NY MTA Chief Apologizes for Rat Comments (Link)
DOT Head Ray LaHood Takes Another Whack At House Transpo Bill: It “Takes Us Back to the Horse and Buggy Era” (Link)
Brooklyn Bike Lane Lawsuit Rolls into 2012 (Link)
New York Senate Votes to Restore a Tax Break for Transit Riders (Link)
USDOT: On Time Airline Arrival Highest in 17 Years (Link)
Regulators Soon To Release Reports On Yellowstone River Pipeline Break And Oil Spill (Link)
New York has asked the federal government for a $2 billion loan to help finance the $5.2 billion Tappan Zee Bridge replacement. (Bloomberg)
And now transportation sits firmly atop the political agenda. (AP via Bloomberg BusinessWeek)
The Port Authority will spend half a billion dollars to renovate the George Washington Bridge. (nj.com)
Nine New York city cyclist deaths that raise questions. (MetroFocus)
A New York law cracking down on distracted driving has generated nearly 119,000 tickets statewide to motorists using their cell phones or texting while driving since July. (New York Daily News)
The green paint used in Los Angeles' bike lanes is not digitally erasable -- causing some film crews to have to relocate to bike lane-free streets. (Los Angeles Times)
Chicago's transit agency wants customers to know that its survey about "hypothetical fare scenarios" doesn't mean that it's hiking fares. (Chicago Tribune)
A group of bus companies is suing New York after the city's Department of Transportation gave Megabus a free spot outside the Port Authority Bus Terminal. (DNA Info)
Australia pours money into its car industry while slapping huge tariffs on used cars...but some are arguing for the New Zealand model, where second-hand cars are much cheaper. (The Global Mail)
DC's Capital Bikeshare has hit 1.5 million trips -- in less than a year and a half of operation. (TBD)
New York is phasing in new benches in its subway system. Goodbye, wood; hello stainless! (New York Daily News)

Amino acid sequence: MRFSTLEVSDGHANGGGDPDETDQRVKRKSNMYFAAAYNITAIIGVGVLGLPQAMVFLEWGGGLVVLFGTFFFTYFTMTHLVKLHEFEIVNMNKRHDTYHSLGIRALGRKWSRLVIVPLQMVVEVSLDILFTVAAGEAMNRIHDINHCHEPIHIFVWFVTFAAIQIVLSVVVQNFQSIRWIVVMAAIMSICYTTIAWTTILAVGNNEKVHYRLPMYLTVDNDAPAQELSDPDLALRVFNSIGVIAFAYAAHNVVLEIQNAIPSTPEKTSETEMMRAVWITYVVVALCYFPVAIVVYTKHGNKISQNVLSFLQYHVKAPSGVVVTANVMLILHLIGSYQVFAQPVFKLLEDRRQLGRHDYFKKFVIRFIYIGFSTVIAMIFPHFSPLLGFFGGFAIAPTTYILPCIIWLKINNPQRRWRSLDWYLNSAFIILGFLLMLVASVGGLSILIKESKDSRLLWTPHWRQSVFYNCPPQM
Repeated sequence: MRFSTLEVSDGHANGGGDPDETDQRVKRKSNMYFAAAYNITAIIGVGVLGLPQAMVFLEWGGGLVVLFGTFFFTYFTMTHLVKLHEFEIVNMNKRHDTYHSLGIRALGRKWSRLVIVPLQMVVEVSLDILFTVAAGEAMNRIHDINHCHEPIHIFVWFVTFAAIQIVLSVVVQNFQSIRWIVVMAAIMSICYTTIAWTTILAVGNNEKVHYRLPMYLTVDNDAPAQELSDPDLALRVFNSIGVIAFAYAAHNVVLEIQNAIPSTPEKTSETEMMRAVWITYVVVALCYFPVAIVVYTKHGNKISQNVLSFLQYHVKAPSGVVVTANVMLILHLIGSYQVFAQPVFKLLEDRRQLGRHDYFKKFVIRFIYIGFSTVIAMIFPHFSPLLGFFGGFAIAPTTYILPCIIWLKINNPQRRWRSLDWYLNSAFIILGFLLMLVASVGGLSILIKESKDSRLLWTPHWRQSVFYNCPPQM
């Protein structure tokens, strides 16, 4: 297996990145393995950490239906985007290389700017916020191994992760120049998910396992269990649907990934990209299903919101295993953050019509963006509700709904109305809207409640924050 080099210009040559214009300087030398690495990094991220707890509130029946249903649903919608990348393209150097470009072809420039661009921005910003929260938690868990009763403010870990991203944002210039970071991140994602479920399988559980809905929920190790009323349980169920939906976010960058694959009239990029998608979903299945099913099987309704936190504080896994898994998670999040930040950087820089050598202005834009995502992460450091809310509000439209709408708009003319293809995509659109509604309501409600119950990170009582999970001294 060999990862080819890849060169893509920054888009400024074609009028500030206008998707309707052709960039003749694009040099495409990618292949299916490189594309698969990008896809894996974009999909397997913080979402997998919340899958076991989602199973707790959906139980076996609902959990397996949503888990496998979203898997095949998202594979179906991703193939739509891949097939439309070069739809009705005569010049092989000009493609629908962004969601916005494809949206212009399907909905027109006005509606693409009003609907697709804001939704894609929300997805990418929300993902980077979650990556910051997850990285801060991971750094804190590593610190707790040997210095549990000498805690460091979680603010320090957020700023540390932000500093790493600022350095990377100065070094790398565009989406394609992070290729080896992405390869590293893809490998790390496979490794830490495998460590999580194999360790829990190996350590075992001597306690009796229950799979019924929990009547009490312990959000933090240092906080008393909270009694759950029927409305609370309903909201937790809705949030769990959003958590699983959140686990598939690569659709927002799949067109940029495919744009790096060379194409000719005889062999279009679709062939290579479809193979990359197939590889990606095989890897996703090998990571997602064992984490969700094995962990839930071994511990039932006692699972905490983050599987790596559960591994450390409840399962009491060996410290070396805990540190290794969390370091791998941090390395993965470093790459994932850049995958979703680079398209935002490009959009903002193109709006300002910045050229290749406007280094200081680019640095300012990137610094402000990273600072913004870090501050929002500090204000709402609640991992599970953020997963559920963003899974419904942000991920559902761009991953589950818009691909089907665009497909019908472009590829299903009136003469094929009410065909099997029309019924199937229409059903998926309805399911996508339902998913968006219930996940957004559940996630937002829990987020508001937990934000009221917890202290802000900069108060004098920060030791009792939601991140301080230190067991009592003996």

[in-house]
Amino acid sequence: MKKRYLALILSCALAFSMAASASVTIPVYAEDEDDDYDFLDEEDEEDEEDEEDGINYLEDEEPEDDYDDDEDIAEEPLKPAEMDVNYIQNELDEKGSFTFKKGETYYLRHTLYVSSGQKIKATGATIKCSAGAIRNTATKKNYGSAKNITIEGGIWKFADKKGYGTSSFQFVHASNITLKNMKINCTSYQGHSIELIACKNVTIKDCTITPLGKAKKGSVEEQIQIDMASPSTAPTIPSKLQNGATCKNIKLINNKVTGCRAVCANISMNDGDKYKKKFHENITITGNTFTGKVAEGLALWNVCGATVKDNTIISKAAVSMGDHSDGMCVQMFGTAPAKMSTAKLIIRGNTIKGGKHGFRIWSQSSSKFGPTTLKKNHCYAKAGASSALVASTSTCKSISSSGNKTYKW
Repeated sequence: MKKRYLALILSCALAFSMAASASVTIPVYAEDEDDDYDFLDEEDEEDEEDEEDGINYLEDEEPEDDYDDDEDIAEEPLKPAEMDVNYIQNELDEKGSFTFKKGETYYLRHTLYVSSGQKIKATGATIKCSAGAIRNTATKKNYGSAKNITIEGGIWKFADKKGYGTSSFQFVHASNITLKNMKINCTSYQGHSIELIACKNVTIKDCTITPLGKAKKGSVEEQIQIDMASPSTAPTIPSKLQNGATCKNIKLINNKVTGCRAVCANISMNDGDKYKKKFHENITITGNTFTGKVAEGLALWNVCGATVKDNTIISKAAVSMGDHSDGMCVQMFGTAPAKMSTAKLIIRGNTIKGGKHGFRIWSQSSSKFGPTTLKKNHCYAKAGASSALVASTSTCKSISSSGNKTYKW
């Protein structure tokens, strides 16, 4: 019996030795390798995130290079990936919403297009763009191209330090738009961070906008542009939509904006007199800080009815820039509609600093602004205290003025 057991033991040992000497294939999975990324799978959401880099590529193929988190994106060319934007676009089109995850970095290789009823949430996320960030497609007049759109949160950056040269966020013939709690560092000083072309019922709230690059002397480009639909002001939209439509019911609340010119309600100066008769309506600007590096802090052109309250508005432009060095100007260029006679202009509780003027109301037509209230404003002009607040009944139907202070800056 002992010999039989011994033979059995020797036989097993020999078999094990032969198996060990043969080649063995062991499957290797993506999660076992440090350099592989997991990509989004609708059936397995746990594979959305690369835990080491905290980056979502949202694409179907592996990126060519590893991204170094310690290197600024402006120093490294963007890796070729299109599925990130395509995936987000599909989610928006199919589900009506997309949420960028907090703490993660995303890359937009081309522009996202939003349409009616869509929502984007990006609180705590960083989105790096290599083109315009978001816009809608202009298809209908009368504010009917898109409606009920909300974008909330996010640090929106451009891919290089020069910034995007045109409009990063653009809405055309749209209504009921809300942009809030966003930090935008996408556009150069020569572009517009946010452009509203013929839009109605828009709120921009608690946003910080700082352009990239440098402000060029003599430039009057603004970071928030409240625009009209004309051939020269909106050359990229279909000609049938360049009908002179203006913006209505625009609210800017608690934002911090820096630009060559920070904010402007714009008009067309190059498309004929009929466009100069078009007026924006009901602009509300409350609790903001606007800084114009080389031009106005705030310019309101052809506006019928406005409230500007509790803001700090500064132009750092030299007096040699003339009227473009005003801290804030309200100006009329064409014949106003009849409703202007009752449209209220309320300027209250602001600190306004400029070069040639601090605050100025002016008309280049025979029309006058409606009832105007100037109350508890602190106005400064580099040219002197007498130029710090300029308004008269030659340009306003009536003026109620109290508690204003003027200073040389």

Thursday, February 02, 2012
A markup hearing is scheduled today for the House Republicans' transportation bill. Andy Clarke, president of the League of American Bicyclists, Robert Sinclair Jr., manager of media relations at AAA New York, and Sean McNally, vice president of communications and press secretary for the American Trucking Associations, explain how the bill would affect pedestrians, cyclists, drivers, and truckers.
Wednesday, January 25, 2012
In the past, bicyclists wanting to cross Central Park had two legal choices: ride a couple of extra miles around the loop, or use the more direct -- but narrow and often dangerous -- transverses used by vehicles.
Shortly before New Year's, the New York City Parks Department and the Central Park Conservancy began a six-month pilot program permitting bicyclists to share a pedestrian path south of the 97th Street transverse. According to a Parks Department spokesperson, the path will be monitored to see if it should continue -- or possibly even be expanded.
When the shared path program was first announced last June, there were supposed to be two. Parks wouldn't comment on why the number of paths in the trial program had been reduced to one. But the lanes were not exactly welcomed by Community Board 8 -- the board representing the east side. And last year, Central Park seemed to become center stage for a bike ticketing crackdown.
But earlier this week, when TN checked out the path, all was quiet. The park was relatively uncrowded at 10:30 in the morning on the west side.
Earlier reports indicted that there might be posted speed limits for cyclists, but the signs currently in place tell bicyclists to "ride slowly." Other rules: yield to pedestrians, ride in single file, and no bicycle groups over four people.
If you're looking for it, the path is just south of the 97th Street transverse and passes just north of the tennis courts on the West Side. (For a map of Central Park, go here.)
Have you used the path yet? Let us know your experience, and comment below!